ethics of human rights, philosophy

The Ethics of Human Rights (86): The Rights of the Dead, Ctd.

hospital room

(source)

Most of you will have heard the story by now: a brain-dead pregnant woman is forced to stay on life support in Texas:

[T]he Munoz family … are being forced to keep Marlise Munoz alive even though she was declared brain dead before Thanksgiving when she was 14 weeks pregnant and despite her clearly expressed wishes to her husband, Erick Munoz, that she did not want this to happen. … [A]s her parents and her husband prepared to say their final goodbyes in the intensive care unit at John Peter Smith Hospital here and to honor her wish not to be left on life support, they were stunned when a doctor told them the hospital was not going to comply with their instructions. Mrs. Munoz was 14 weeks pregnant, the doctor said, and Texas is one of more than two dozen states that prohibit, with varying degrees of strictness, medical officials from cutting off life support to a pregnant patient. (source)

More than a month later, Mrs. Munoz remains connected to life-support machines on the third floor of the I.C.U., where a medical team monitors the heartbeat of the fetus, now in its 20th week of development.

I’m guessing many of us are horrified by this. But what is it exactly that puts us off? Perhaps it’s the fact that the mother is used as a mere means for the fetus and that the doctors ignore her wishes. We find it disrespectful and we think she has a right to be respected and to be treated as a human being rather than just a means without a will, even after death. However, the mother is indeed dead and therefore can’t be harmed in any meaningful way. Perhaps there’s a solution if we recognize that rights aren’t just about the avoidance of harm.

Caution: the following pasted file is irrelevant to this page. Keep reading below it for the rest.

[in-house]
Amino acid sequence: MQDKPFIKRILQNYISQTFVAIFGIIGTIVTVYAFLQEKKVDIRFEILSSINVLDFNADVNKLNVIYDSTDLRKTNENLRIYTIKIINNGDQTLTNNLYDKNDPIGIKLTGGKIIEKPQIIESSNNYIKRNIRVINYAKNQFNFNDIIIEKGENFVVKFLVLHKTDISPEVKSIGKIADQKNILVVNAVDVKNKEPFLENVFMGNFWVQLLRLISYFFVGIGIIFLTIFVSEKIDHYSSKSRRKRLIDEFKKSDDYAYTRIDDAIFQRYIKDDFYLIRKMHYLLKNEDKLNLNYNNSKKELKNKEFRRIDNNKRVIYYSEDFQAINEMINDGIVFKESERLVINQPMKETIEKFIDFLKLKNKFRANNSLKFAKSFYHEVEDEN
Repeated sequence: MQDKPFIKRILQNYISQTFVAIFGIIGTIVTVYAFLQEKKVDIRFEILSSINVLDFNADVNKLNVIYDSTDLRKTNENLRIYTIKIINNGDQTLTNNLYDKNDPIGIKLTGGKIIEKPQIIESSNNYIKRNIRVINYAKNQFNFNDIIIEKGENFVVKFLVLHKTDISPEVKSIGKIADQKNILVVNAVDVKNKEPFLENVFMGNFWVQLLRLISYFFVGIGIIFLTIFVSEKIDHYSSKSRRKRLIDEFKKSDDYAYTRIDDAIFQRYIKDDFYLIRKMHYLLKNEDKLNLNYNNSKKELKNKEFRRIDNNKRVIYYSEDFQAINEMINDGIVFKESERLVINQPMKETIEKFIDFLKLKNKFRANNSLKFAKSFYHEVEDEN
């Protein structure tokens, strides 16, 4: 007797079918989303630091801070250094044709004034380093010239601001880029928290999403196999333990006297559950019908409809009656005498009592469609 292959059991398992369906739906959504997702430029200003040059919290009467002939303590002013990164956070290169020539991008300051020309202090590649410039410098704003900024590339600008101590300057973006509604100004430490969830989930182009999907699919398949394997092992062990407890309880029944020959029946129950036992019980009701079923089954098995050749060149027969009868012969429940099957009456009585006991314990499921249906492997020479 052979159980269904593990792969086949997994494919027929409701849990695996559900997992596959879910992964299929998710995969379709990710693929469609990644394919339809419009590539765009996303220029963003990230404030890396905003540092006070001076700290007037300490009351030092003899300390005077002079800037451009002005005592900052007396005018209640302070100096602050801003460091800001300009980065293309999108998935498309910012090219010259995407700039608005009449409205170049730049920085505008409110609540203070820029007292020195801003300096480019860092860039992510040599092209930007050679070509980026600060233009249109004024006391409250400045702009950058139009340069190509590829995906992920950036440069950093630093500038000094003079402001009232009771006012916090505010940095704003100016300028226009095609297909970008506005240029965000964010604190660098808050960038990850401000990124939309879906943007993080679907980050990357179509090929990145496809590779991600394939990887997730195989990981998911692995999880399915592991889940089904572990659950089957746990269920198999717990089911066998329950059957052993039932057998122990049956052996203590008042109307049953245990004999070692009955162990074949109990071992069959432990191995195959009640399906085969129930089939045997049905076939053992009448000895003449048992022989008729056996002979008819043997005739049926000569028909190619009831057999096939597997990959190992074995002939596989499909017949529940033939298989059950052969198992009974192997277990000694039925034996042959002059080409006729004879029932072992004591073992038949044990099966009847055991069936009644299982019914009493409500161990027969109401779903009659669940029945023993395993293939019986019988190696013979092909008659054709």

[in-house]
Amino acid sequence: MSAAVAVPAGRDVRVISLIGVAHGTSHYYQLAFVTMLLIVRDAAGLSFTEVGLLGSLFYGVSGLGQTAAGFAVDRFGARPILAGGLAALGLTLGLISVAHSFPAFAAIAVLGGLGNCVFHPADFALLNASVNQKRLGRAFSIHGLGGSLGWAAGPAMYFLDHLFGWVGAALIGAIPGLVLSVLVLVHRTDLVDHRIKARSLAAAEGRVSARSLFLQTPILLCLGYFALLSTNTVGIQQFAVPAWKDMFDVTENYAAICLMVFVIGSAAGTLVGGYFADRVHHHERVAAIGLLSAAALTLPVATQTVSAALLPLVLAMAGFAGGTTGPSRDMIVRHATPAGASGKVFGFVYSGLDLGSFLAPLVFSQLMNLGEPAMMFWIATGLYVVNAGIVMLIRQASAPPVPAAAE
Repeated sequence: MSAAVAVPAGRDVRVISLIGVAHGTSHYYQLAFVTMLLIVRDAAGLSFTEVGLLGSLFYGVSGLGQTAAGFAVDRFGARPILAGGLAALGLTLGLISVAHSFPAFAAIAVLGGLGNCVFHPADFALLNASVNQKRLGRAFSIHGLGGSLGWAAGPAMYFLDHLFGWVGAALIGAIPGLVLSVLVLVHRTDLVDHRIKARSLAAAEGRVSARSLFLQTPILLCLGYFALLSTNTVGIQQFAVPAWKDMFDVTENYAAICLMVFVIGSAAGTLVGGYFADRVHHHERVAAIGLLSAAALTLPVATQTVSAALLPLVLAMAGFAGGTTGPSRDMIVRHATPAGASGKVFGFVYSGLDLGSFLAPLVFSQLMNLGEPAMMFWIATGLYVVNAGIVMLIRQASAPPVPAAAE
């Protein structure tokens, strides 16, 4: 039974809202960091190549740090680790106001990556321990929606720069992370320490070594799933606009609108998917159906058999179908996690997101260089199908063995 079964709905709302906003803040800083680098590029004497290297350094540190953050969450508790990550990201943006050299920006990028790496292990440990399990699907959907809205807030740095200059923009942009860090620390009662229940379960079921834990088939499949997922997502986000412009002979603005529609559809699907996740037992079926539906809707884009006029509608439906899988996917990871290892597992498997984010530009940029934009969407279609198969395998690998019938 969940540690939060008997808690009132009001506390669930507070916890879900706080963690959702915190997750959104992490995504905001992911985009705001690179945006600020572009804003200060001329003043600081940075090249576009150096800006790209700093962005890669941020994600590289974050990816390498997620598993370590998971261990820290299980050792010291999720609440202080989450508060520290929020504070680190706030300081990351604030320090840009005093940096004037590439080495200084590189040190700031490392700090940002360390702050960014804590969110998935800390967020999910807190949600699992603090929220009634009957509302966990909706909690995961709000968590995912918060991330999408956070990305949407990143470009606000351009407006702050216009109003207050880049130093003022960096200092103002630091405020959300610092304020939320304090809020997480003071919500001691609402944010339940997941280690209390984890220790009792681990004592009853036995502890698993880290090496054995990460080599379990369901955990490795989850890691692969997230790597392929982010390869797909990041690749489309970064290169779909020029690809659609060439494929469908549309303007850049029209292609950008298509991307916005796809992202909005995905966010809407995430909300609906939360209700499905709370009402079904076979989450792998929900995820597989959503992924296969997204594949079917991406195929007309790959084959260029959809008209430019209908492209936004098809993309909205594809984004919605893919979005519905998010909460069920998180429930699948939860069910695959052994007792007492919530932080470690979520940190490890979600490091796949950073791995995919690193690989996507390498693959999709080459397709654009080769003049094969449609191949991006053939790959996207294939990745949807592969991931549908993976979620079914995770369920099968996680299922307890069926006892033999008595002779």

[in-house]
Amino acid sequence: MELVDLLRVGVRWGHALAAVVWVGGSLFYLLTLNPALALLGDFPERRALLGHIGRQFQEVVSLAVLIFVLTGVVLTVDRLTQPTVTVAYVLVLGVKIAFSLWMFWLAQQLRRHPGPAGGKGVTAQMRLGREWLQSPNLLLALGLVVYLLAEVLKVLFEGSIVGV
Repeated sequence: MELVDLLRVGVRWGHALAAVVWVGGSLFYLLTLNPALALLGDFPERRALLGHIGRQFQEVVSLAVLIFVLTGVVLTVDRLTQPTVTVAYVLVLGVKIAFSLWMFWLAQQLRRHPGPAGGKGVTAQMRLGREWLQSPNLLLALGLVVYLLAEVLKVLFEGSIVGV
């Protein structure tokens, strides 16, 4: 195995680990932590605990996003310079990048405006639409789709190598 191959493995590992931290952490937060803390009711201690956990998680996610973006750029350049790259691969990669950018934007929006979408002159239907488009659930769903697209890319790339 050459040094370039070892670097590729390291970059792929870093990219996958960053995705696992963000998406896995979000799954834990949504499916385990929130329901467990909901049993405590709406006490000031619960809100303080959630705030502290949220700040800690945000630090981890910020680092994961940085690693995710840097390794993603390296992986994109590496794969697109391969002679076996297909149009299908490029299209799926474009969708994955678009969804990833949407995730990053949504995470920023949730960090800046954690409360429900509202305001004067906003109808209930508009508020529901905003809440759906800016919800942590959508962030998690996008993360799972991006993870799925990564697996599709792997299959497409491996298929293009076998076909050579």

More on the rights of the dead herehere and here. More posts in this series are here.

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3 thoughts on “The Ethics of Human Rights (86): The Rights of the Dead, Ctd.

  1. QWerty says:

    To be honest I do not see that much of an issue here. If she is brain dead, she is technically speaking “legally” and technically dead. Therefore, she has no human rights per say as those can by their very nature be only assigned to living humans. Since she is legally dead, the claim about life support is void.

  2. Faye says:

    What humam right would this violate? I don’t see any way out of this without violating a human right. if they take her off the life suppoort then her baby is going to die when it has a chance to live. Surely the right of the potential life is more important than the wishes of a dead woman?

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